1. Comply with the rules, regulations, and procedures of practicing the Profession, as per his grade and specialization.
2. Record the patient’s health condition and the medical and family history, prior to diagnosing or treating the case.
3. Prescribe treatment and determine the quantity and usage in legible writing including the name, signature, and date on the prescription; and advise the patient or his family, as the case may be, of the importance of adhering to the method determined for medication.
4. Inform the patient of the nature and degree of seriousness of his illness, unless it is not in the patient’s interest to do so, or the patient is not psychologically prepared to be informed. The patient’s next of kin, relatives, or fellows shall be informed in the following two cases:
If the patient is totally or partially incapacitated.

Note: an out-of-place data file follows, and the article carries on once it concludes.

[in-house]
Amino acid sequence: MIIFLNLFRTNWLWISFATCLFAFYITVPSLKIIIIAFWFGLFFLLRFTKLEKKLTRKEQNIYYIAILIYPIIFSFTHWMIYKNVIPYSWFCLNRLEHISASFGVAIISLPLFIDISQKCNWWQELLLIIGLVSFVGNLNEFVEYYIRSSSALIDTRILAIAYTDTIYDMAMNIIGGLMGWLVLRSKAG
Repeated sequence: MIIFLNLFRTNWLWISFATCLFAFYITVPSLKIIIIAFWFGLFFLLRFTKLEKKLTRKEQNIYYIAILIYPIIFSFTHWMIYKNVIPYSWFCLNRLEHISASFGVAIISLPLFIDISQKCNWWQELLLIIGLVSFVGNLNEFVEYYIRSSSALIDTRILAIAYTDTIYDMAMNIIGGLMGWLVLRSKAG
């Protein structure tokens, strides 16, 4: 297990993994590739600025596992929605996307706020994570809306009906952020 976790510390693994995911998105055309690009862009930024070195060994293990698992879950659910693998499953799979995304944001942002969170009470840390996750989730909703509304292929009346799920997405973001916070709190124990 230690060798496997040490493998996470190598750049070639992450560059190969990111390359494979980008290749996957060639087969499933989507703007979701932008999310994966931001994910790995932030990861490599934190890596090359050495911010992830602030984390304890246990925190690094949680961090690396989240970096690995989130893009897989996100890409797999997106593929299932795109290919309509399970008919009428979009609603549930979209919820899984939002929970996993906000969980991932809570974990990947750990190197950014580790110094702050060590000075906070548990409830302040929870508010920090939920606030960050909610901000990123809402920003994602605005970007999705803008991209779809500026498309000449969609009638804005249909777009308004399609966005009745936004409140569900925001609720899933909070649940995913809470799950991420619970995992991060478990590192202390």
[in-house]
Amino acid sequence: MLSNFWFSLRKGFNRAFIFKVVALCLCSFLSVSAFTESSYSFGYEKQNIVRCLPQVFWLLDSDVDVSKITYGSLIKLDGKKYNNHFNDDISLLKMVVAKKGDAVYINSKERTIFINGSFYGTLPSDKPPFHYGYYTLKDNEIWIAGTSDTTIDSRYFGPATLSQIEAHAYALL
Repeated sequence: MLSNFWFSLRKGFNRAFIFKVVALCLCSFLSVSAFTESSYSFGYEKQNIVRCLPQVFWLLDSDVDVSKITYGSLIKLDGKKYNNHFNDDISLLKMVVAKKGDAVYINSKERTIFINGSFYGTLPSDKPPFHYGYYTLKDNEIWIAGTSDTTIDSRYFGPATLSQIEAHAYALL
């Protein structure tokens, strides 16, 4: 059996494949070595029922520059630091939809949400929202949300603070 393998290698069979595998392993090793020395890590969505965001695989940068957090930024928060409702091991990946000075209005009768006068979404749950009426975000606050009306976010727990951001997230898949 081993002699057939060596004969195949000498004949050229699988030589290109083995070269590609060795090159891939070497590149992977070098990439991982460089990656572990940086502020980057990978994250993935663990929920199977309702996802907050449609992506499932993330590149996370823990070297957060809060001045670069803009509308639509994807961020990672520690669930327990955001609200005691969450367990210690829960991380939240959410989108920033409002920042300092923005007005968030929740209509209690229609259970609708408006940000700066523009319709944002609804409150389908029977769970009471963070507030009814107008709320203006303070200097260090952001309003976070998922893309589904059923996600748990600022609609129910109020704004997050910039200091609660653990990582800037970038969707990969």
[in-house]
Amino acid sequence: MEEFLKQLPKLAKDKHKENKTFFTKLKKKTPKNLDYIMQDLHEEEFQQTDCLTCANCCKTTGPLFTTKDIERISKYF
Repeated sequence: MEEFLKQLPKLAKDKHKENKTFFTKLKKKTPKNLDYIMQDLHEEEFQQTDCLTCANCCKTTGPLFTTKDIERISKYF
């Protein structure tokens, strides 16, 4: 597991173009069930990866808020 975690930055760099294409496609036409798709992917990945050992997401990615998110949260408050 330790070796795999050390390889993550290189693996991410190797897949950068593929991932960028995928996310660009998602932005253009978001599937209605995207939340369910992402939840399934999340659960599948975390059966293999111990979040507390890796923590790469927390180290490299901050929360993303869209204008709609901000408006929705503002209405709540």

- If, given his medical condition, the patient cannot be personally informed, and he has not determined a person to be informed.
5. Inform the patient or his family of the complications that may arise from diagnosis, medical treatment, or surgical intervention, and control such complications and provide remedial action where possible.
6. Cooperate with other physicians involved in the patient’s treatment, provide information on patient’s medical condition and the course of treatment whenever requested to do so, and consult a specialist colleague if the case so requires.
The Decree-Law added four other duties to be considered by the physician, namely:
1. Use available diagnostics and treatment tools necessary for the case.
2. Use necessary medical tools and equipment carefully in diagnosing and treating the patient according to the recognized scientific principles.
3. Inform the patient of the available options of medication.
4. Cooperate with the practitioners involved in the medical condition of the patient.
5. Inform about suspicious people infected with any communicable disease according to the procedures set out in the legislation regulating communicable disease control.